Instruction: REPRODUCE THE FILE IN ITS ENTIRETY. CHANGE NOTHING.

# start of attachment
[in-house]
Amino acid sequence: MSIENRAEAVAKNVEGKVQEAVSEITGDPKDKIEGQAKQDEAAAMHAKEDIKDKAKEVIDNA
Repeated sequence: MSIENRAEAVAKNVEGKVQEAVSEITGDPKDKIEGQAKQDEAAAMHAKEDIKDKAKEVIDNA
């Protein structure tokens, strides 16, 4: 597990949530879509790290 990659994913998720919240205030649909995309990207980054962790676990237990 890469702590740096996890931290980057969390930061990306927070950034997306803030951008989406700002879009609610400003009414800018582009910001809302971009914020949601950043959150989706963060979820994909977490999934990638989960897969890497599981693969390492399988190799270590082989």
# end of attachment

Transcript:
[in-house]
Amino acid sequence: MSIENRAEAVAKNVEGKVQEAVSEITGDPKDKIEGQAKQDEAAAMHAKEDIKDKAKEVIDNA
Repeated sequence: MSIENRAEAVAKNVEGKVQEAVSEITGDPKDKIEGQAKQDEAAAMHAKEDIKDKAKEVIDNA
């Protein structure tokens, strides 16, 4: 597990949530879509790290 990659994913998720919240205030649909995309990207980054962790676990237990 890469702590740096996890931290980057969390930061990306927070950034997306803030951008989406700002879009609610400003009414800018582009910001809302971009914020949601950043959150989706963060979820994909977490999934990638989960897969890497599981693969390492399988190799270590082989």